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Desert blooms

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By A deceptively fragile garden has been coaxed from a rocky patch of the Rajasthan desert. By Solveig Bang PHOTOGRAPHS BY PRADIP KRISHEN
  • Published 19.02.12

Cultivating a garden in the desert might seem like a thankless task. But that’s what film-director-turned-botanist Pradip Krishen has been doing for six years on a giant patch of seemingly inhospitable rock in a corner of Rajasthan’s Thar Desert near Jodhpur.

The Rao Jodha Desert Rock Park, named after Jodhpur’s founder, opens this month in the shadow of the imposing Mehrangarh Fort, which the Rajput ruler built more than 500 years ago.

A stretch of camel-coloured stone is not the most obvious place for a garden but Krishen was asked by the Mehrangarh Museum Trust to rehabilitate the badly eroded and disused area surrounding the fort. But make no mistake: the Mehrangarh Museum Trust was not thinking about just a few cheery beds of shrubs. The area on which Krishen had to exercise his green finger was about 70 hectares — or the size of 10 football fields.

There was another challenge because another inhabitant had already taken root on the garden-to-be. This was Prosopis juliflora, a hardy alien all the way from Mexico which is an invasive shrub that quickly dominates its surroundings, robbing neighbouring plants of light, water and nutrients. The tree’s Marwari name is baavlia, or “the mad one”. The plant was everywhere, its seeds having been strewn from an aeroplane decades before.

To take on this invader, Kri-shen and his team would have to marshal the tenacity and resilience of a Rajput regiment.

Goats don’t eat baavlia, and it cannot be snapped off at ground level because it simply re-sprouts. Even minute amounts of dynamite proved ineffective in uprooting it. Well-meaning advisers suggested moonlit rituals akin to the age-old folk remedies for removing warts. But it was the local khandwalias, or traditional stone masons (khanda is Marwari for “rock”), who finally came up with the answer.

To eliminate baavlia one must go at least 35cm beneath the soil’s surface to below the plant’s budding zone. Dhan Singh Khandwalia was called in and shown the problem. Lifting his hammer and turning his head to one side he struck the rock with a resounding blow.

Krishen assumed Khandwalia had turned his head to stop shards of rock from flying into his face, but he was turning his ear to listen to the sound of the hammer on the rock. This enabled him to judge the rock’s strength and what tiny cracks and fissures would enable him to prise apart enough rock to free the baavlia’s roots.

Five hundred years before, Khandwalia’s ancestors had used this seemingly implacable rock to build the ramparts of the Mehrangarh Fort. Now the khandwalias would use their age-old skills to repel an enemy of a different sort.

Finally, the baavlia was evicted, and Krishen and his team were faced with the enormity of what they were attempting. “We looked out over an almost-bare landscape and had no reason — besides a certain brash over-confidence — to believe that anything else would ever grow there,” says Krishen wryly.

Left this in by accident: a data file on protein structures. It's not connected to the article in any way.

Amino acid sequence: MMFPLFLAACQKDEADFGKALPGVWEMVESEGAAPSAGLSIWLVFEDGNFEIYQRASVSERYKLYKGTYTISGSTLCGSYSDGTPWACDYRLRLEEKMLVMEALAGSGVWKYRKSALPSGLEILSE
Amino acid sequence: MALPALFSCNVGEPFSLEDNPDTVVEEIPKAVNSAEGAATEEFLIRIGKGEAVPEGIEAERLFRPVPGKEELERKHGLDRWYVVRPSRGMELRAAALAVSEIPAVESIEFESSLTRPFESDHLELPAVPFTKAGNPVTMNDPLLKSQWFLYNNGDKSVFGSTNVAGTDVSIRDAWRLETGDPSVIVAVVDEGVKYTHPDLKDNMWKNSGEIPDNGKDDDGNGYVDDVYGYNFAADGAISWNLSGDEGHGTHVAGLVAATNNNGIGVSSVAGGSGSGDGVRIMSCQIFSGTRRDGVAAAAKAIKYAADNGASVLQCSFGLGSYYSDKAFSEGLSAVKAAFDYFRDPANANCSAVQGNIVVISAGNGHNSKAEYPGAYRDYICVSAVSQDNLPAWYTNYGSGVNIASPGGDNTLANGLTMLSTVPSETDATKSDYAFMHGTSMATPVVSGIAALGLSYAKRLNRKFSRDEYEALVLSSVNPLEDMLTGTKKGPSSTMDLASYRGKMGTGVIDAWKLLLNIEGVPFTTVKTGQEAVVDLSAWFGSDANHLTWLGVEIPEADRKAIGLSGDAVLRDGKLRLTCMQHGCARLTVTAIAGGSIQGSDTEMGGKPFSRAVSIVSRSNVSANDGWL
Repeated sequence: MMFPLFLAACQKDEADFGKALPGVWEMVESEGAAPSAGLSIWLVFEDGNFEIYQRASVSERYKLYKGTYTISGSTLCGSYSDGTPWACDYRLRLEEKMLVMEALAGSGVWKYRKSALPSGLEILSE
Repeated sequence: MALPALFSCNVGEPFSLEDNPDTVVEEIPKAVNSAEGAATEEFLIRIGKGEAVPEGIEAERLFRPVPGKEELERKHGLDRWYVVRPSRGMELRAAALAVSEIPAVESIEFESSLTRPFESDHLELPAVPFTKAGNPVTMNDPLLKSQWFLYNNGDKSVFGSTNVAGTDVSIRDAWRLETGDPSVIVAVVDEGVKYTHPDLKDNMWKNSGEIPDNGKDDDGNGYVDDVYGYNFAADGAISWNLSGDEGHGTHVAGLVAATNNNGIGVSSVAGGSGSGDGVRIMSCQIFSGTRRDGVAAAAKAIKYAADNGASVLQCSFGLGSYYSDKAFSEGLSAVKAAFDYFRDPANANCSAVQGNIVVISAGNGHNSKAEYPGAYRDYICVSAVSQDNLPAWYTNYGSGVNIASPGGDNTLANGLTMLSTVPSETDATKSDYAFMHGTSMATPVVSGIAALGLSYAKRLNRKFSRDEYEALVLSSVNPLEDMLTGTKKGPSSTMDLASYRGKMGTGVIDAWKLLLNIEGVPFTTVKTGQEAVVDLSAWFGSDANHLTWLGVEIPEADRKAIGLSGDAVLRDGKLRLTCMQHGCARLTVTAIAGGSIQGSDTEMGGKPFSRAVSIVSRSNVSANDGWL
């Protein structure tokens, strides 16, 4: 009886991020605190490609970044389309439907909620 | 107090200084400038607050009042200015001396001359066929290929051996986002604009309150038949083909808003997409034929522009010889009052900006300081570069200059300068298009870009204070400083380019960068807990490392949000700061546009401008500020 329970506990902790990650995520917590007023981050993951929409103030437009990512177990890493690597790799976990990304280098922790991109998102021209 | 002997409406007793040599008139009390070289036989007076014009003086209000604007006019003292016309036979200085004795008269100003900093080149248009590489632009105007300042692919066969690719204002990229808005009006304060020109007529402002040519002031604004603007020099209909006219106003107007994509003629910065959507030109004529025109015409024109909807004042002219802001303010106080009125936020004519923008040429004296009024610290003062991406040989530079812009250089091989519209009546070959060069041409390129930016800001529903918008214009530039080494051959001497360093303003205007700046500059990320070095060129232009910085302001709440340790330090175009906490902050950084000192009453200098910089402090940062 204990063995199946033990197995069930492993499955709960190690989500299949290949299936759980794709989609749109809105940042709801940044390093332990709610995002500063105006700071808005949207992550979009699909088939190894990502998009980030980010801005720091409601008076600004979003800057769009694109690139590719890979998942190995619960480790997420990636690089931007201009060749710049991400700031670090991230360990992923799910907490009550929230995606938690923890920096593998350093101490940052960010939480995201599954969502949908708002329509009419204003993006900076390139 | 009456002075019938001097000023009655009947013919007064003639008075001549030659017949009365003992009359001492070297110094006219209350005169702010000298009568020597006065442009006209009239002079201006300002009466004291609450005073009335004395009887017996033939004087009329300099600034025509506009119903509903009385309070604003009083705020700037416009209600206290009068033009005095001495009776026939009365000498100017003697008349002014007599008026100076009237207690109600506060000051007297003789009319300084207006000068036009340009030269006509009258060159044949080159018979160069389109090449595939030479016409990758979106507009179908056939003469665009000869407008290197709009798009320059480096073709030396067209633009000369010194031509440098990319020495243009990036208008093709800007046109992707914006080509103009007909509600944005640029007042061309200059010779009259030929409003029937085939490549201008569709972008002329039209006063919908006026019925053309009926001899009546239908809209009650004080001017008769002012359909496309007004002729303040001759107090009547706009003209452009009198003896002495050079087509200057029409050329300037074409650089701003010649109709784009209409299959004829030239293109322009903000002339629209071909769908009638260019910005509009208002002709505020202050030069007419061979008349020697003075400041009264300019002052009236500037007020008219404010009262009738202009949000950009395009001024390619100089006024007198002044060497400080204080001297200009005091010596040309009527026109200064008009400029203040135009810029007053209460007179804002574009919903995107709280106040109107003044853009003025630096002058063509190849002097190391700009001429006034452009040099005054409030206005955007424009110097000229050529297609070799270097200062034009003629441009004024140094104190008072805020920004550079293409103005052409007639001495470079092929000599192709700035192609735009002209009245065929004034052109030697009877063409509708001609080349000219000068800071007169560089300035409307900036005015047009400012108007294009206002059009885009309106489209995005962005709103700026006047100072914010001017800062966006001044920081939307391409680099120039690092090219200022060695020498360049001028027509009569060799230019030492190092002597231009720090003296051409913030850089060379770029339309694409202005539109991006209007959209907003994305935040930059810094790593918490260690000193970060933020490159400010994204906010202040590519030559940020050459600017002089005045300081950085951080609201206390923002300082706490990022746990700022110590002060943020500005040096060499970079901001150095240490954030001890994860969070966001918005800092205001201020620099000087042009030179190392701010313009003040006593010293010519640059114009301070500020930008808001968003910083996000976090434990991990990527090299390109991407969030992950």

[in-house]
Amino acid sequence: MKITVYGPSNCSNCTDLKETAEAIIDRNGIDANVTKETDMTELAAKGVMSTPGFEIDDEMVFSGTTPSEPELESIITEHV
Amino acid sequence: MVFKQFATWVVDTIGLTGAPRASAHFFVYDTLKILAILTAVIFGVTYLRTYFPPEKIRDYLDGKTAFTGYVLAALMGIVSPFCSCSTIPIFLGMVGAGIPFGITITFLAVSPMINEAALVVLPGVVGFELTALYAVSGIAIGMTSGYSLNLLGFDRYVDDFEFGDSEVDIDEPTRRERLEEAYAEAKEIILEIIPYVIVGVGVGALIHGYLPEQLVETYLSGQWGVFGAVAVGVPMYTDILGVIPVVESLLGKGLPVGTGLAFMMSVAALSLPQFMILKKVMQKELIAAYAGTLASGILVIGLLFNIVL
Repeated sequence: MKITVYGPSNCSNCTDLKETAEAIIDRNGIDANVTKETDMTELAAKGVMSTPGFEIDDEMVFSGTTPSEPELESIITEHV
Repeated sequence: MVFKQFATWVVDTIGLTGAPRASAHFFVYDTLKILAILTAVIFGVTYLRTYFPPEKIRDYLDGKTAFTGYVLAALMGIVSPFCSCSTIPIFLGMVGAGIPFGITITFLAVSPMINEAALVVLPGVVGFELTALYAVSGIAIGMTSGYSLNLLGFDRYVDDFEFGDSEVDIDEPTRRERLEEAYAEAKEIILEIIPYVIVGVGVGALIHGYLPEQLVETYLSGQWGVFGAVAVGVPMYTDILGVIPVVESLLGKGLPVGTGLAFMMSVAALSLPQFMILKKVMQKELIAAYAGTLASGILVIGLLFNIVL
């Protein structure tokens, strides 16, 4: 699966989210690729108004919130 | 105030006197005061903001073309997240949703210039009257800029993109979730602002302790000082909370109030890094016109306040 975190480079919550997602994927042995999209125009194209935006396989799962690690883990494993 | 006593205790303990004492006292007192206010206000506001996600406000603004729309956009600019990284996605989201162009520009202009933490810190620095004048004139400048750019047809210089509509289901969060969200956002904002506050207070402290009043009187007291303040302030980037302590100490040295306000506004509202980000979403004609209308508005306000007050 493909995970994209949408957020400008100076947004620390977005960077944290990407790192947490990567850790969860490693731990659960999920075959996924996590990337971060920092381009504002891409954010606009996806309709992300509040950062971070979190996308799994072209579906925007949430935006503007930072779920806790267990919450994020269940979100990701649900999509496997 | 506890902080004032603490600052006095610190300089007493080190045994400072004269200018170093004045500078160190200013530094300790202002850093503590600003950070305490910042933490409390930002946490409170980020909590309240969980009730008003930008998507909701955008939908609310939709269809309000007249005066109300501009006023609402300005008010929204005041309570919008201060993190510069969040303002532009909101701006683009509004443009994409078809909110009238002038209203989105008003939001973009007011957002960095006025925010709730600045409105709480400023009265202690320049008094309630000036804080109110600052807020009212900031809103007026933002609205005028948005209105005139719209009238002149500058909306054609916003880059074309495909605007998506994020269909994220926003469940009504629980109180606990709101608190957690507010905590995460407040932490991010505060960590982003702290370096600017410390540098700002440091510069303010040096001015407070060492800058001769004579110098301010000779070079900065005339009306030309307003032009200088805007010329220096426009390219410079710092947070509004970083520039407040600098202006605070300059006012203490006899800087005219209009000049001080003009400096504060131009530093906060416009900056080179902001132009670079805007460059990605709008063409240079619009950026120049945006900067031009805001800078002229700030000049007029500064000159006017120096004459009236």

One idea sustained them: they would attempt to grow new plants only in the holes left by the baavlia and they would only grow plants that had called this desert home. With much of the inventory work already done by local botanist Prof. M.M. Bhandari, or “Doct-saab”, the team was ready to begin seeding and propagating.

Rao Jodha Desert Rock Park
Opening hours: Winter: 8am-6pm; summer 6.30am-7pm
Tickets: Adults Rs 30; students Rs 10
Getting there: Take the overnight Mandor Express to Jodhpur from Old Delhi Railway Station

And so the painstaking process began: numbering each hole and noting its depth, trying a range of soil mixes in the holes, keeping a detailed record of every plant’s progress or demise. Slowly, they learnt what each species would need to survive and adjusted its conditions accordingly. Survival rates improved. With a growing season that is only about four to six weeks, some plants took years to propagate.

Finally, after three years, the team had a nursery of 9,000 plants of 55 different species.

Now, six years from its birth, the park is host to about 120 species of trees and shrubs, herbs and grasses, mostly adapted for a rugged rocky or sandy environment.

Visitors stroll down a pathway of naturally patterned rippled rock, a homage to the volcanic rhyolite that characterises this area. An original city gate, for many years bricked up, has been restored to form the centre-piece of the park and will house the ticket office, visitor’s centre, shop and café. A map and richly-illustrated plant guide makes the excursion meaningful to even the novice.

While late July to October offers the most vibrant show of ephemerals, the park can reveal its secrets year round with some plants flowering in February or March, or bursting into bud with the onset of the first rains. And because the park is still young, each year should see plants gaining a greater hold in what was once a wasteland. For Krishen and his team, there are still lessons to be learned and victories to be celebrated.